Bridge Piercings are still rare but are becoming more visible in everyday culture. While this piercing is actually located on the nose, it is placed on the upper part (the bridge) of the nose right between the eyes, hence the name. If this piercing is flipped from horizontal to vertical, and lifted slightly on the nose and forehead plane, it is called a “minds eye” or “third eye” piercing (which is still very rare, and explained in my eye-area article). Bridge piercing is also called the “earl” as a tribute to the first person to wear this piercing (Earl van Aken). Bridge Piercings are contemporary of origin.

Bridge Piercings and Third Eye Piercings are considered “surface piercings” (a complete in-depth analysis of surface piercings will be provided in another article), so the risk of rejection is high, and once removed, scarring is a real possibility. Without fail, Bridge Piercings are pierced with straight barbells (rings simply won’t work for an initial piercing, although once healed, a D-shaped captive ring may work). A professional piercer will tweak the jewelry so as to fit your face shape, if not create a completely customized piece of jewelry for you. While the Bridge piercings carry no risk to harm your eyes, or your sinuses, they should not be attempted by amateurs. If you are considering this piercing, be warned that the rate of complete healing is very low, and the risk of migration is very high. Not many people are able to keep this piercing, and reoccurring infections are a real risk even if you do take great care of this piercing!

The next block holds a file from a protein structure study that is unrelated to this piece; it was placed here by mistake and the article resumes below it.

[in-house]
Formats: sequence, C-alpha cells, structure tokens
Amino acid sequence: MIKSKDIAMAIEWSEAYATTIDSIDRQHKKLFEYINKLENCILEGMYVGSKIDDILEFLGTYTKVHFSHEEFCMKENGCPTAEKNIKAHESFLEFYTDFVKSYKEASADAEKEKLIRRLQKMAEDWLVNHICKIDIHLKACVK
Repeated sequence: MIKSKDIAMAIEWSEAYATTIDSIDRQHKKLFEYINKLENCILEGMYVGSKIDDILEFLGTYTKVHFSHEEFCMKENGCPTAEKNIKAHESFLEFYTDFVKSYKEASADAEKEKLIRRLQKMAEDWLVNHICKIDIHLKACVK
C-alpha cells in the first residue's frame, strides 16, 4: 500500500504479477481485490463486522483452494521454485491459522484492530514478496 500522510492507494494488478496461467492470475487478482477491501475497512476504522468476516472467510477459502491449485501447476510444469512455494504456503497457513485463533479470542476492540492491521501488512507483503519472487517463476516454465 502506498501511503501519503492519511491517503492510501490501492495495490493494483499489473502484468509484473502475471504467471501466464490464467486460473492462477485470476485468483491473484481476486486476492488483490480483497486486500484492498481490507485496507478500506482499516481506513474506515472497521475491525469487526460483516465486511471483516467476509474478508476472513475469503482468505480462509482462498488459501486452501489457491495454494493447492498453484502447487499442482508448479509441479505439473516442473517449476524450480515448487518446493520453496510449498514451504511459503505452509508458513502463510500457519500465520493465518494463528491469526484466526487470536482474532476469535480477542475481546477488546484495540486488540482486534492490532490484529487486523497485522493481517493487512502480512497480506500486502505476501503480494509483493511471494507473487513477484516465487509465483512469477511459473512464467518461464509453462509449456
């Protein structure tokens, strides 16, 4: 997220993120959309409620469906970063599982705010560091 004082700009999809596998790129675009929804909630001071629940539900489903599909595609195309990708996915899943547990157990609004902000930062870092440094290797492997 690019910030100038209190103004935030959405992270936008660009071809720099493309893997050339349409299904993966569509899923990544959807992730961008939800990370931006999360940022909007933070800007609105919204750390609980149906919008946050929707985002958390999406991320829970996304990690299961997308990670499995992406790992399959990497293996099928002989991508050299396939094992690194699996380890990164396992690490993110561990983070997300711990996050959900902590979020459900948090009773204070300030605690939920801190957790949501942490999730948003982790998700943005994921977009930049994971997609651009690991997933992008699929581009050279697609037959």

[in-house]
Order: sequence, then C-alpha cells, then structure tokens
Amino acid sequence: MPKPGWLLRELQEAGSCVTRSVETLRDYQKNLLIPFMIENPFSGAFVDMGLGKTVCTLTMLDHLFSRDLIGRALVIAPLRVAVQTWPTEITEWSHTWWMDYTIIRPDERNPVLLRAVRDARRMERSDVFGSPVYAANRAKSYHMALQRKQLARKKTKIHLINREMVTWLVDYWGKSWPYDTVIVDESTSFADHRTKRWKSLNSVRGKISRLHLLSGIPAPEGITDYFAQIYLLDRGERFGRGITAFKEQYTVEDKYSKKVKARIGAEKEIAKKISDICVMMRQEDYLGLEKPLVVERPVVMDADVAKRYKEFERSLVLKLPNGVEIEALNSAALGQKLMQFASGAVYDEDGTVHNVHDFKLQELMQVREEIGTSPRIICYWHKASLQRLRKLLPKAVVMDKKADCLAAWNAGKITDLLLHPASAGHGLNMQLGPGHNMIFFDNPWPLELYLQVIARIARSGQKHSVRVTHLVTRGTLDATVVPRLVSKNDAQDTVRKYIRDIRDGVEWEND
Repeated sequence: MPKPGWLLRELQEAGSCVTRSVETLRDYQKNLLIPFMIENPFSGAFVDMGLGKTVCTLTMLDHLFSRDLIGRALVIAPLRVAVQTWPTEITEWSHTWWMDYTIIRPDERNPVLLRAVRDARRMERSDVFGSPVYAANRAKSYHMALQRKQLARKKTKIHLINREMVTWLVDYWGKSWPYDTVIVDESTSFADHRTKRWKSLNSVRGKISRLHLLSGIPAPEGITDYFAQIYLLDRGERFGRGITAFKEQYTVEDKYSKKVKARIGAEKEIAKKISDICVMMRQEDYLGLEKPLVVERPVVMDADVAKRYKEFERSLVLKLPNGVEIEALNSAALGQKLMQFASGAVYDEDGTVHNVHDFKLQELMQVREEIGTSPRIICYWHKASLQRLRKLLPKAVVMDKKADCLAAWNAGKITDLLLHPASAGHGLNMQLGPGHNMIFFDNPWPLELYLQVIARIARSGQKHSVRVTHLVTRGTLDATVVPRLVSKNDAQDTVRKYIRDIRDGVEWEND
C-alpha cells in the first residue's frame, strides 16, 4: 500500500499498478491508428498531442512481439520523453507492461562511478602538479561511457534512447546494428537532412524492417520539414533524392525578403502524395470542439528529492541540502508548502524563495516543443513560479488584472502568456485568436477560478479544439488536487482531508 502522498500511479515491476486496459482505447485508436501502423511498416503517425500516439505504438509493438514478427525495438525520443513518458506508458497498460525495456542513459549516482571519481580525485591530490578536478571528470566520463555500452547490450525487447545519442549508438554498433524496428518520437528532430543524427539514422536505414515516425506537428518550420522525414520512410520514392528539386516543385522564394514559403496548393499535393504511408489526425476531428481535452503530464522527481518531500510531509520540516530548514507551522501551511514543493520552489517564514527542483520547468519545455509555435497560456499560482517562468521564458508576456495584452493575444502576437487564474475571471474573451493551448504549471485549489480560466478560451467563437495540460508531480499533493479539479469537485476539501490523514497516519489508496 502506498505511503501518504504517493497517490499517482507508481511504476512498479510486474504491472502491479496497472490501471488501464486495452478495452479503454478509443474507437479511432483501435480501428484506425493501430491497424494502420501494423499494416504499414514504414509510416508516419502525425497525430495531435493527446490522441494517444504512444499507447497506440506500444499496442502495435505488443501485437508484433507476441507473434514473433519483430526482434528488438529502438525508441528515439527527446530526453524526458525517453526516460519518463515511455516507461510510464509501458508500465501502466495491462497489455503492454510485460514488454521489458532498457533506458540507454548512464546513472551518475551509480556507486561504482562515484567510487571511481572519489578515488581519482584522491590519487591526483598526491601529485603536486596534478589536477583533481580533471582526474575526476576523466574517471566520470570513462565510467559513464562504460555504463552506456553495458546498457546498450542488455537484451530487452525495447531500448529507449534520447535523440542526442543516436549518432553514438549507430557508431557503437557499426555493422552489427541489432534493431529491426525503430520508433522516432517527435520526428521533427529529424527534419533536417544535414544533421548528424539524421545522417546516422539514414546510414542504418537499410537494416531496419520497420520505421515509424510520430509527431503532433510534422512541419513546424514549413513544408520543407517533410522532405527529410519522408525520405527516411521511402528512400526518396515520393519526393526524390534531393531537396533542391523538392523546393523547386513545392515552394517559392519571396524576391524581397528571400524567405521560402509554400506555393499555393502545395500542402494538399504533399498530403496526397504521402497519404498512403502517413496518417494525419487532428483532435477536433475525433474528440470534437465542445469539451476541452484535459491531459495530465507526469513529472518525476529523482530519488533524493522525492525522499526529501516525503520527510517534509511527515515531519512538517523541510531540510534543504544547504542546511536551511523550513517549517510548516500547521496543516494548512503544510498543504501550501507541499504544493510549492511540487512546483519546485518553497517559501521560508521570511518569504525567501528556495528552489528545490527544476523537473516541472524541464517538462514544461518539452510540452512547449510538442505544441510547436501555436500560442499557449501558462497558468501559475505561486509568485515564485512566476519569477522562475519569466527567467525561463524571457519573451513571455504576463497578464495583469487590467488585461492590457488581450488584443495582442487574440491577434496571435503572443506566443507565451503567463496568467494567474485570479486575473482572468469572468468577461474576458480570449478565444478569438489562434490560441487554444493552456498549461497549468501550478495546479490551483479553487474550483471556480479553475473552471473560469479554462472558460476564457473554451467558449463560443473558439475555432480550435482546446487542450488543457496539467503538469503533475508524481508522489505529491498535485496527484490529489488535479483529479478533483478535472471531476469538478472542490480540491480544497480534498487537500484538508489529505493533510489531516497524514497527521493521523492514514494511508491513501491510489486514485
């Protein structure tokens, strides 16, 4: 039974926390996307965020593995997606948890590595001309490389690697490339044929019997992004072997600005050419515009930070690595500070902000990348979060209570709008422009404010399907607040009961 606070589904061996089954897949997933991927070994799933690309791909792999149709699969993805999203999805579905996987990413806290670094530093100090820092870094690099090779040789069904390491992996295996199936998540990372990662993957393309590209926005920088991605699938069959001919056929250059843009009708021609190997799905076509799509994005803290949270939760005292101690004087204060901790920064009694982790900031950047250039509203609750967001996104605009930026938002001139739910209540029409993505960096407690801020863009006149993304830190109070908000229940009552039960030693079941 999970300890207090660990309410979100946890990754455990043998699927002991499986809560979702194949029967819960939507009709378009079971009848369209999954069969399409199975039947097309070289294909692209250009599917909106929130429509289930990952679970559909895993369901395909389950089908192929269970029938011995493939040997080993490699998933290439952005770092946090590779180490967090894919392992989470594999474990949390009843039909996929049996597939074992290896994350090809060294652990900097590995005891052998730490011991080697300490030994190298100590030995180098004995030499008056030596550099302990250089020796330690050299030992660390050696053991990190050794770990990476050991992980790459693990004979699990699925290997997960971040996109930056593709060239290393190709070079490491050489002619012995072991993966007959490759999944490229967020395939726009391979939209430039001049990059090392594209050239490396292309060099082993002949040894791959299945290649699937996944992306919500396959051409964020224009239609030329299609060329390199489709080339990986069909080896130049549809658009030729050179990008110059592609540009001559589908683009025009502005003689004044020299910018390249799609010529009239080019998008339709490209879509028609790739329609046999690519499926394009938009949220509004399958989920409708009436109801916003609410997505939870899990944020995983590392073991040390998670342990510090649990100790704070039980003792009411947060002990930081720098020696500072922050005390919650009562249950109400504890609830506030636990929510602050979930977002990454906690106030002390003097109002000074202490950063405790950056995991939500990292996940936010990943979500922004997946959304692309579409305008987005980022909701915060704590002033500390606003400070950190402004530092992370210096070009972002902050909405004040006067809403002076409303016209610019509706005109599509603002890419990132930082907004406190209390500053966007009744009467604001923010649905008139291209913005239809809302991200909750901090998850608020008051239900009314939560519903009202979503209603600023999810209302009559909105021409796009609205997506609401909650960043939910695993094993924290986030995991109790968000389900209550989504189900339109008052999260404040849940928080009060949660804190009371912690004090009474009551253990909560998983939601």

As always, be sure to keep your new piercing clean with warm saline solution. Never ever touch your jewelry – your hands are absolutely covered with germs – unless you absolutely must and you have just washed your hands. By following these two simple guidelines, you will be on the right track to a quick and painless healing process.

During the first couple weeks, you may notice tenderness if you have to blow your nose. And to be completely forthright, you may notice that boogers stick to the inside of your piercing. The average healing period is eight to ten weeks, but this can be prolonged if you wear makeup, take your nose ring in and out repeatedly, partake in illegal drugs (this will definitely irritate your piercing), or smoke (tobacco is amongst the worst offenders for infection causers). After ten weeks, it should not hurt to blow your nose. Be gentle when drying your face – towels are your enemy for the first couple weeks, for jewelry can get caught on the fabric and get yanked out.

If you love the look of nose piercings but are uneasy about potential job prospects, you can (and should) buy a retainer. You are definitely not the first person to be in this conundrum, so many body jewelry manufacturers have created clear or flesh colored retainers – that is, jewelry specifically designed to maintain the integrity of your piercing while blending in with the rest of your face. These enable you to keep your nose piercings from closing up (because like most facial piercings, the holes will close relatively quickly) all while going undetected in the workplace. If you are interested in a nose piercing (or two…or three…) there is really no reason to hold back!